Includes

  • General admission for one to Jazz Age Tea Dance on Sunday, December 13, 2015 at Webster Hall from 3–7 PM
  • Tea service
  • Cash bar and light fare available for purchase at food cart promenade
  • What we love

    • This annual summer celebration on Governors Island gets a wintry twist for the first time on December 13.
    • The Jazz Age Tea Dance will take over the Grand Ballroom of Webster Hall for an afternoon of tea, Foxtrot and more.
    • Sip a wide spread of both traditional and exotic teas, or pick up tea sandwiches from the food cart promenade. There’s also a full cash bar, if you’re looking for a mid-afternoon pick-me-up.
    • After a dance lesson, you’re sure to spend the rest of the day kicking your heels up to the tune of Michael Aranella and his Dreamland Orchestra.

    What to know

    • Redeem on: Sunday, December 13, 2015
    • This offer is subject to Terms and Conditions
    • Must be 21 or over to attend and consume alcohol; valid government ID required
    • Purchaser names entered at check out will be provided to vendor for fulfillment purposes
    • Offer is final sale, non-transferable and non-refundable
    • Offer cannot be combined with other offers and promotions
    • Gilt City vouchers may not be combined for multiple services
    • If purchasing as a gift and need to change name of attendee, please call Gilt City Customer Service (877) 280-0541 within 72 hours of event to change name on guest list
    • Voucher is redeemable only at the event; after the event date, the voucher expires and has no redeemable value
    • Where:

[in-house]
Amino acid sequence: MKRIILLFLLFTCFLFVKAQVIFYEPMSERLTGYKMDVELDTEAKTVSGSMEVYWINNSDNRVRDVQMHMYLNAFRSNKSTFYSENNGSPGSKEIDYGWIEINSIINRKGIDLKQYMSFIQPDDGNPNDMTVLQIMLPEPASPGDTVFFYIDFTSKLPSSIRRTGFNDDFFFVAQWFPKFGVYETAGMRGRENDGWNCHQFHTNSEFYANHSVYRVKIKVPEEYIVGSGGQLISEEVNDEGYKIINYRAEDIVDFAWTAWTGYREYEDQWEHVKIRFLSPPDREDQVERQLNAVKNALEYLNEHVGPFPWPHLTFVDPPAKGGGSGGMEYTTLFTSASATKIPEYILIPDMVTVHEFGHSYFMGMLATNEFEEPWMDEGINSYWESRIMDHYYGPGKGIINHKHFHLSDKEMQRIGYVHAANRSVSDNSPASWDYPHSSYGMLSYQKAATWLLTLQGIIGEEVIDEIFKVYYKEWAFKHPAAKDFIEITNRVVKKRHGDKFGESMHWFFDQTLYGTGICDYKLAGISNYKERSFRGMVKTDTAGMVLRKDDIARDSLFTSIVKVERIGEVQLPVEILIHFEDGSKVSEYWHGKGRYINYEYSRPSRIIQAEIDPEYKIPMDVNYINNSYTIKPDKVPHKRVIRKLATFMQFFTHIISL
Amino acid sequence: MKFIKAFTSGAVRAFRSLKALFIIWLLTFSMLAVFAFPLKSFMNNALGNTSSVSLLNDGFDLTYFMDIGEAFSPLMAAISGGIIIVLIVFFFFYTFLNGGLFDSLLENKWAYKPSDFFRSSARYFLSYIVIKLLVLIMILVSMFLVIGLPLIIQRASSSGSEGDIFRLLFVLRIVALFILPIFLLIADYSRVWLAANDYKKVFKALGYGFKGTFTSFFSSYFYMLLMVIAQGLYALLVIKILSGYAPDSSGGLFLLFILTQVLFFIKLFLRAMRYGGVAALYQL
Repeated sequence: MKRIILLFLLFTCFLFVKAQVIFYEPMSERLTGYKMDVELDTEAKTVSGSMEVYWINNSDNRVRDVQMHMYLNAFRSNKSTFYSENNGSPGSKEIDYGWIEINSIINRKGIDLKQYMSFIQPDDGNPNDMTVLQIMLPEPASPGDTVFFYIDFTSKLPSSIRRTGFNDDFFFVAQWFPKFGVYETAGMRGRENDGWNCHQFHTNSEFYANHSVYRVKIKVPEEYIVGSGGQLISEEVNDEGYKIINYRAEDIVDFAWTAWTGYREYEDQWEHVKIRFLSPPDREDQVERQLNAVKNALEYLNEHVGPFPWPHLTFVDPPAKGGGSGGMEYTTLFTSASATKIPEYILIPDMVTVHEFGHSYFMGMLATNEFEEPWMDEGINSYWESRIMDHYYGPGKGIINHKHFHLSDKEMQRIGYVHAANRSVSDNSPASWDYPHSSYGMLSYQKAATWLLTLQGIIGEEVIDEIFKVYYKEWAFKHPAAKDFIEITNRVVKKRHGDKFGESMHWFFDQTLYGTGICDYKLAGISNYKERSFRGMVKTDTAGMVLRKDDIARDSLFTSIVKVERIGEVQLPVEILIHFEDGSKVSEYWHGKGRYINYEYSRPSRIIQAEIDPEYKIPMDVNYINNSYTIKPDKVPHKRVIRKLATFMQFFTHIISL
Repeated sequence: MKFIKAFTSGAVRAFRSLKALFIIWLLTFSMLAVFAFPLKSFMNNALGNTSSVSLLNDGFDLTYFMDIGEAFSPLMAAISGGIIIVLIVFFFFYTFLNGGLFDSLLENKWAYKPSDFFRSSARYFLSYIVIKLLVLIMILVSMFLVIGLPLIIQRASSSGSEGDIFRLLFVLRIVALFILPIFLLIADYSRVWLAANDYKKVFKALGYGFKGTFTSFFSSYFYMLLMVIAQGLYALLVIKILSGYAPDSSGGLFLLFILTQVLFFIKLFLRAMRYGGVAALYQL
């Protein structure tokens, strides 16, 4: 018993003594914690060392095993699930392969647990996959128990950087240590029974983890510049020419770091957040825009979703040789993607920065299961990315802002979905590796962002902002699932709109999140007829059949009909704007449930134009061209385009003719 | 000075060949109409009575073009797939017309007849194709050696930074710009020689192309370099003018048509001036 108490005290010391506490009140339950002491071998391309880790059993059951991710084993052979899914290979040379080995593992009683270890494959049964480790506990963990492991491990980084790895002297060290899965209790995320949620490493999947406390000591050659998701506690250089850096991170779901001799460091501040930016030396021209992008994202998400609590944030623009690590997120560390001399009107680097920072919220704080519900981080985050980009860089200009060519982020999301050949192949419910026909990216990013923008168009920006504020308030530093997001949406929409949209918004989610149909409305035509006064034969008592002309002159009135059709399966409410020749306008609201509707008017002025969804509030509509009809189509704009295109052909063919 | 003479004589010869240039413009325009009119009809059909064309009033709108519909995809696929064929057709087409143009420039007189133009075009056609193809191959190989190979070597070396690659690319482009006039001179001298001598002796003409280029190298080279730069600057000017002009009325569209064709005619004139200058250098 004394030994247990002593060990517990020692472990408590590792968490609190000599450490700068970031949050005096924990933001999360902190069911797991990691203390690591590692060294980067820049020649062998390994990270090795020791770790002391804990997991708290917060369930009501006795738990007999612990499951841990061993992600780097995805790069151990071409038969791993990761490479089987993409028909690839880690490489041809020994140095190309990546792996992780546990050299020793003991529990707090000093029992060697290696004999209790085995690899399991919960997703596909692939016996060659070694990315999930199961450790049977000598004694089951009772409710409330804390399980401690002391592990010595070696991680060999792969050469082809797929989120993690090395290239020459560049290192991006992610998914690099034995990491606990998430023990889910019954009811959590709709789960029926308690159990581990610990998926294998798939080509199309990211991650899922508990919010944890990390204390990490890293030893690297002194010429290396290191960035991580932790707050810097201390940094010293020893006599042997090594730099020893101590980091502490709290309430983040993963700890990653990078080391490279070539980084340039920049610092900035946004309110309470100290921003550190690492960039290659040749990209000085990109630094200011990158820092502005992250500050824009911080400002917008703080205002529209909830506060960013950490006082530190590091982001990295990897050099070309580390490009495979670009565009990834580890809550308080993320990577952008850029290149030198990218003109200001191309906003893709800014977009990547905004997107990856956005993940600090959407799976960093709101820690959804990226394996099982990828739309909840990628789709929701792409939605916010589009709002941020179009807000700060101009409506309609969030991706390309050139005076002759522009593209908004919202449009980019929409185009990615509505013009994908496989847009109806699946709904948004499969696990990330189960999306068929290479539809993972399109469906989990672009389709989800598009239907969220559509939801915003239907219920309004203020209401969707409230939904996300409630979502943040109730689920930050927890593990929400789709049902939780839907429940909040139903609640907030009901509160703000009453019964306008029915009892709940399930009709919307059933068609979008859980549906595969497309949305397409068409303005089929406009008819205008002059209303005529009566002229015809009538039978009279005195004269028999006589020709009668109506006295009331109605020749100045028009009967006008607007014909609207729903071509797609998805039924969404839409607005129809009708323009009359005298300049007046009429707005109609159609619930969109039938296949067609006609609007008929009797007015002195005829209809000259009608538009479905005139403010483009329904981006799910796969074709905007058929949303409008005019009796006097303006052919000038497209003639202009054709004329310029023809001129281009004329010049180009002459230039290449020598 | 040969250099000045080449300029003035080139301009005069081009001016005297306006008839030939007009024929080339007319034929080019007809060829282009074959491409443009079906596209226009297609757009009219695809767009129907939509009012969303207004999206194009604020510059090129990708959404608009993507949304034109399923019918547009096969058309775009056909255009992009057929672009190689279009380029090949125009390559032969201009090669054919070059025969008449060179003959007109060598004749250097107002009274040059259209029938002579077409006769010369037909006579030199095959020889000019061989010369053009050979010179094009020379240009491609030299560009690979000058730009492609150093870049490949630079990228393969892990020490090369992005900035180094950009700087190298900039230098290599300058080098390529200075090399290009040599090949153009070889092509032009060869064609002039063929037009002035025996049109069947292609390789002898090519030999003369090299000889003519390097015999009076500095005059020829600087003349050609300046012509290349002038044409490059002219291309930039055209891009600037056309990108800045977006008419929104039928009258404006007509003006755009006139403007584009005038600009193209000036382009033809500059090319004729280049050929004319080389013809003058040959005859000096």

125 East 11th Street

      New York, NY 10003

      Selected by The New York Times as one of the most memorable events of 2011 and 2012, the Jazz Age Lawn Party has become a quintessential summer experience in New York City. This December, the party returns a few months early to warm our spirits with the first-ever Jazz Age Tea Dance. Taking place at historic Webster Hall, the event features live music from Michael Arenella and his Dreamland Orchestra, as well as other magical acts. Enjoy a spread of exotic teas, or head to the cash bar for something stronger. There will also be traditional finger sandwiches and other bites on hand. Hit the ballroom floor for a dance lesson, than twirl, Foxtrot and swing the winter afternoon away.

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from Jeremiah’s Vanishing New York:

Rudy’s Under Attack

The Clinton Chronicle reports that beloved Hell’s Kitchen dive bar Rudy’s Bar & Grill is under attack by Community Board 4 for serving alcohol in its backyard late into the night.

Saundra Halbertstam and Eliot Camerara report that members of Community Board 4 have “actively worked to shut down and destroy Rudy’s Bar and Grille, a Hell’s Kitchen landmark, in business since 1933.”